Does your district/school deem any holiday-related books ‘off-limits?’

Kannam: No, the district and our school have taken, in my opinion, a very balanced approach that encourages displays and access to books—whether through student self-selection or teacher read-alouds—to represent various holidays.

Boyd: Not at all! The District of Columbia Public Schools is an anti-racist district.

Midura: No. I fearlessly teach everything. I carefully explain to my students that if you are a member of the group that celebrates that holiday, then it is a fact for you. If you are not, it is still a really cool story to enjoy (Divali or Hanukkah, for example). I, typically, don’t teach the harder ones for my little guys. Topics like Easter and Passover are just too full of heavy details for me to lead a discussion, so I put those books out for students to take home. Too many really weighty questions.

How does your school use holiday-themed books—in curriculum, or just for enjoyment/pleasure-reading purposes?

Kannam: Holiday-themed books are not in the reading curriculum but are used by teachers in the classroom in the social studies block, for social-emotional development. In the library, I use them for students to self select and as read-alouds to explore diverse cultures and traditions.

Boyd: Yes, the DCPS library department provides a multicultural reading list of ebooks and digital resources every month. Check out the list for the month of December for students, teachers, and parents.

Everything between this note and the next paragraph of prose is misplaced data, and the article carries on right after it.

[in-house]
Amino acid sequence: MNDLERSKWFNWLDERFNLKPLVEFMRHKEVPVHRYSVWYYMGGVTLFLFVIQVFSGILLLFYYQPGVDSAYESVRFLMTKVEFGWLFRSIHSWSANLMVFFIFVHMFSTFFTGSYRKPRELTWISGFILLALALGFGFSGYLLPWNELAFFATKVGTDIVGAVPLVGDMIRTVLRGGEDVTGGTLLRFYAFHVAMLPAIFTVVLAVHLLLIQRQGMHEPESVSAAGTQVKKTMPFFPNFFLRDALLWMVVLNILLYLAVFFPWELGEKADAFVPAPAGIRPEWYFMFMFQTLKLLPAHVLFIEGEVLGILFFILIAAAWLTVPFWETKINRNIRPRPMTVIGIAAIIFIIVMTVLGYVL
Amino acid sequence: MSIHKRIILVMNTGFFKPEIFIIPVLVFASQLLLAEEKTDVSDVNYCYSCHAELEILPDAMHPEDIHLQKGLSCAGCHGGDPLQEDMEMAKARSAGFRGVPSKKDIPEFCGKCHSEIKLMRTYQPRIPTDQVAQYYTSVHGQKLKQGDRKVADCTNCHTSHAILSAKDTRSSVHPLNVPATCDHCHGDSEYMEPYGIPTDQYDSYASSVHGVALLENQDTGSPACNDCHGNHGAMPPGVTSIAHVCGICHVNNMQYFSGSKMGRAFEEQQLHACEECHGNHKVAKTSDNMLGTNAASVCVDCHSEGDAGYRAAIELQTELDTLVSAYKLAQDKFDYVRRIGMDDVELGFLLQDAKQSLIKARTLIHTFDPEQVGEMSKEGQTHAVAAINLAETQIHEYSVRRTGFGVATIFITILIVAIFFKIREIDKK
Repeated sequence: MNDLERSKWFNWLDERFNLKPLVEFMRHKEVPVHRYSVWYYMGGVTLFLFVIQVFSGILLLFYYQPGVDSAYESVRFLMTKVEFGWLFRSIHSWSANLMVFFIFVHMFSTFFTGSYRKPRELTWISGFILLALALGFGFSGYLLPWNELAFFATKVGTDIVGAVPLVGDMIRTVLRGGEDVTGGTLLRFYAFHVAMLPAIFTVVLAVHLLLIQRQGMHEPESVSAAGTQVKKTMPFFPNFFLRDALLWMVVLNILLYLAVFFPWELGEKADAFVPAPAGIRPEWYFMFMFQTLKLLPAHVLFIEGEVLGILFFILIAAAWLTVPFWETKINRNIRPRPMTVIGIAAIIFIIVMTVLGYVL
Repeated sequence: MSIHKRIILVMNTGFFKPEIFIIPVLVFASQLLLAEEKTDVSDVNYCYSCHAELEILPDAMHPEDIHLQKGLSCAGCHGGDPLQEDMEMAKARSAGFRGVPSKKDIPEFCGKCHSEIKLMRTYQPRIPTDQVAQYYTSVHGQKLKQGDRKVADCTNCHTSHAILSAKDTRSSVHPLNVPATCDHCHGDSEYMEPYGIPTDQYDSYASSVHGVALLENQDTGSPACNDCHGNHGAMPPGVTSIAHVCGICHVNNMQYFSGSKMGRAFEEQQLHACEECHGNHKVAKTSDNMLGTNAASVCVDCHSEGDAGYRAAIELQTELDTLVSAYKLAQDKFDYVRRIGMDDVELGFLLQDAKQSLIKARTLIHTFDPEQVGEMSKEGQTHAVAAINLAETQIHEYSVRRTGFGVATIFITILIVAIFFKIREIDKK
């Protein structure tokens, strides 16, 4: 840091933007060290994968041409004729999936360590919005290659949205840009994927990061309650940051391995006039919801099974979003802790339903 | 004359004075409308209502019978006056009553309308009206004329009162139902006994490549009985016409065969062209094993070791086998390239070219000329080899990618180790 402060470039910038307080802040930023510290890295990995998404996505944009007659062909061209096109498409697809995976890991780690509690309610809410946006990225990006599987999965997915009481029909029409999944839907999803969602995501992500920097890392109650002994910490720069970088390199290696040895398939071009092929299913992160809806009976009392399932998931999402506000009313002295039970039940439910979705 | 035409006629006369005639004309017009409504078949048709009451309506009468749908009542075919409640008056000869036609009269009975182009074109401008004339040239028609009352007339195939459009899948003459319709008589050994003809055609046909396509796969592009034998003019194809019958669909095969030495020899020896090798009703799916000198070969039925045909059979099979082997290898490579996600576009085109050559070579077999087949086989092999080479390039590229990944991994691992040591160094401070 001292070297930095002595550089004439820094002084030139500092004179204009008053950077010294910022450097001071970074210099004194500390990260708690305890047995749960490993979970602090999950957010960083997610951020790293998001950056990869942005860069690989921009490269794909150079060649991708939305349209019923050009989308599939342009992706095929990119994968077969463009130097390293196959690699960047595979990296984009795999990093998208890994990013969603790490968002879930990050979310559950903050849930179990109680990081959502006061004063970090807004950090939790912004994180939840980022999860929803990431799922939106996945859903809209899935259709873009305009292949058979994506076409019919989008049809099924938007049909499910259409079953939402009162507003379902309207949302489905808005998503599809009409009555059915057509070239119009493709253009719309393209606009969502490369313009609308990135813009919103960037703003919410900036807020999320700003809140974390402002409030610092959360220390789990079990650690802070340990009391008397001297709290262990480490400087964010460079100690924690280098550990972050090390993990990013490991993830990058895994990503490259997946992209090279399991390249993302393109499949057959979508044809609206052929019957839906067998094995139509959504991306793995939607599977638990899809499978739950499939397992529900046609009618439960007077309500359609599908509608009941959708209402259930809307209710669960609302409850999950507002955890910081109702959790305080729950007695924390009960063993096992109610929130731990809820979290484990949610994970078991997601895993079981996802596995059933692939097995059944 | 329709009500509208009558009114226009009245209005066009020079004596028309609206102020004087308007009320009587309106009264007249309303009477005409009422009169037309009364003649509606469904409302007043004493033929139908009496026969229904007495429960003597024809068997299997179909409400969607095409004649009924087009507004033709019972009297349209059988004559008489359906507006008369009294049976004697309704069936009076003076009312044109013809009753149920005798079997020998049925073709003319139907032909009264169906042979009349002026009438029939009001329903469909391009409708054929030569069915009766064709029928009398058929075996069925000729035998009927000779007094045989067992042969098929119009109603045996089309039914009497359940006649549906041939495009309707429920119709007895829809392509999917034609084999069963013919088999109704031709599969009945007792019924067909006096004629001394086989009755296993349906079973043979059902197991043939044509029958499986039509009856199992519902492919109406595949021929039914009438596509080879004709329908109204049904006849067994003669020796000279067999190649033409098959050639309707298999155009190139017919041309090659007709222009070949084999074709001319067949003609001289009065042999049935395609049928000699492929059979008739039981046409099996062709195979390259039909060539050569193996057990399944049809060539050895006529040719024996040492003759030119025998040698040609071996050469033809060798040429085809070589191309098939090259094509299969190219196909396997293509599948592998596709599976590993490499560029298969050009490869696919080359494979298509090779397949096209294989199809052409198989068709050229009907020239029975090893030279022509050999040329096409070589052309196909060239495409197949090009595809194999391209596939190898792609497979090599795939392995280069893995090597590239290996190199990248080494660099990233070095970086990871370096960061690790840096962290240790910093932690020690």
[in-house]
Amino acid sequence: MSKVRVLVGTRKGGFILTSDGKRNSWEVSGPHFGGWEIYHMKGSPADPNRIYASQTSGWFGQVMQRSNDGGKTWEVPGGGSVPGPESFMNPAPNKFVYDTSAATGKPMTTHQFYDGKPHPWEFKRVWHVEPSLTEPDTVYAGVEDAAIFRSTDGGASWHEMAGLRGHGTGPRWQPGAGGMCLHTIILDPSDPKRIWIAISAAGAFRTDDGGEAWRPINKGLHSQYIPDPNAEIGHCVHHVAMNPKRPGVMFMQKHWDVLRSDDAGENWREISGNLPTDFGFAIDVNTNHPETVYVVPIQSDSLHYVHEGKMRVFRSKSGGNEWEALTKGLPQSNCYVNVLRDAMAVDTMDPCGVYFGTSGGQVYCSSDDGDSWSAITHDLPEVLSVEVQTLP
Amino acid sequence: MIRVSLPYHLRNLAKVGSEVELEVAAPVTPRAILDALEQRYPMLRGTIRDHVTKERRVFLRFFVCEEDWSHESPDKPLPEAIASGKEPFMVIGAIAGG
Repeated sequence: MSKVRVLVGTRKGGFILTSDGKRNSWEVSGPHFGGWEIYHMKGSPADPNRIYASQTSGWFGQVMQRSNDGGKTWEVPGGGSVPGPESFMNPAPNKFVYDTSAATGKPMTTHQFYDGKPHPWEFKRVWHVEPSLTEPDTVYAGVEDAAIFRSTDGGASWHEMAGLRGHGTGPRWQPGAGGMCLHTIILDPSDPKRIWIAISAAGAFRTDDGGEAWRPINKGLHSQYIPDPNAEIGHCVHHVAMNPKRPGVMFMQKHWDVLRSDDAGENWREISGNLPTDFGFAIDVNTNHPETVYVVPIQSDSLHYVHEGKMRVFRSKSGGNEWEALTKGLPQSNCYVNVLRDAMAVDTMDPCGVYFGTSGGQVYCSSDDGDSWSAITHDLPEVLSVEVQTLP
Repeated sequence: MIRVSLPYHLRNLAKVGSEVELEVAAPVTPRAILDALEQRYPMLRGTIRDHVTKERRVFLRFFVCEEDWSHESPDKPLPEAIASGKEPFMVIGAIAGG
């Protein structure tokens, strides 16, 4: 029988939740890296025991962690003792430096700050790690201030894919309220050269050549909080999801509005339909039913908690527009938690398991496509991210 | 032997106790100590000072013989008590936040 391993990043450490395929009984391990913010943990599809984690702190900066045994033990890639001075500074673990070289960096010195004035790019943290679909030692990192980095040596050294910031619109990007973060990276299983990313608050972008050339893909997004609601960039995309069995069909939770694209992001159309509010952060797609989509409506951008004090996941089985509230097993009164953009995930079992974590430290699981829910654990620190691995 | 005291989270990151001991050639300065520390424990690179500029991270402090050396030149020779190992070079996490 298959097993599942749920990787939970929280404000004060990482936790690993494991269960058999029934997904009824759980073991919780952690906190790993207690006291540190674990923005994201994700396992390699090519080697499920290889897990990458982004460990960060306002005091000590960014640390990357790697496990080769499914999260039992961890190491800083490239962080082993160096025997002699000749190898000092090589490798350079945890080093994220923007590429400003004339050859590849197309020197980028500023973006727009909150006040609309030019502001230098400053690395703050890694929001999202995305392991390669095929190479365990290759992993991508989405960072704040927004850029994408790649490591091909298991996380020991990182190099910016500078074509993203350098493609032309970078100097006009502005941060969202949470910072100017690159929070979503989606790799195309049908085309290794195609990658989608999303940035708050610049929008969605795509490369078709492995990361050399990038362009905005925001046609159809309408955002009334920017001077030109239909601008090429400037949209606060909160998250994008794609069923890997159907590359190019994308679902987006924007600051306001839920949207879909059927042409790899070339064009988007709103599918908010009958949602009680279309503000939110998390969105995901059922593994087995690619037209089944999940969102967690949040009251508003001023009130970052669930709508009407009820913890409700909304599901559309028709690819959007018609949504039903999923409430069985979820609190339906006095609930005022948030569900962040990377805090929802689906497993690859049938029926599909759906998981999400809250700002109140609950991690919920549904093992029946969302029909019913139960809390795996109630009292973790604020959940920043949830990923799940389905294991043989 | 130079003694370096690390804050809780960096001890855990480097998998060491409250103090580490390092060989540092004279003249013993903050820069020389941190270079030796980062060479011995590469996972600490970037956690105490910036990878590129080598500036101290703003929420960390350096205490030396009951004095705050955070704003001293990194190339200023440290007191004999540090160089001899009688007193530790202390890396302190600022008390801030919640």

Midura: We do have a ‘winter holidays around the world’ unit in our 1st grade curriculum. Almost all grade levels include some sort of holiday-based lesson, though.

What about book displays in school libraries? What does this look like this year?

Kannam: Book displays are always fun, but this time of year is exceptionally joyful. Book displays this year include lots of gorgeous new books about Christmas, Hanukkah, Las Posadas, New Year’s Eve, Kwanzaa, and Saint Nicholas Day.

Boyd: Nothing has changed. If anything, we have been encouraged by district leaders to continue to create displays to support students’ independent reading and inquiry and to encourage curiosity.

Midura: I put out as much as I can. I encourage my students to read books about cultures outside of their own. This year, I continue to display books the week before and [the week] of the upcoming holiday. I have genre stickers for many of the holidays and religions. If a student wants a book before I’m ready to make a display, Christmas before Thanksgiving, for example, I revisit how to use the genre stickers to find what they are looking for.

What’s your favorite holiday book to share with students?

Kannam: My favorite holiday books currently to read aloud and discuss with students include Between Us and Abuela: A Family Story from the U.S.- Mexican Border by Mitali Perkins and Daddy Christmas and Hanukkah Mama by Selina Alko. Students still really enjoy Pete the Cat books (Pete the Cat Saves Christmas by James Dean and Eric Litwin and Pete the Cat’s 12 Groovy Days of Christmas by Kimberly and James Dean) and I appreciate their emphasis on helping others, kindness, and resilience.

Boyd: All of them! I simply direct kids to books that may interest them. As a practice I keep my personal likes/dislikes to myself so that I do not influence their reading.

Midura: Personally, I love the story of Rama and Sita (a tale from the Hindu religion, and specifically, from Diwali, the festival of light). So cool! Also, Red Ranger Came Calling is also such a cool wow factor book as well.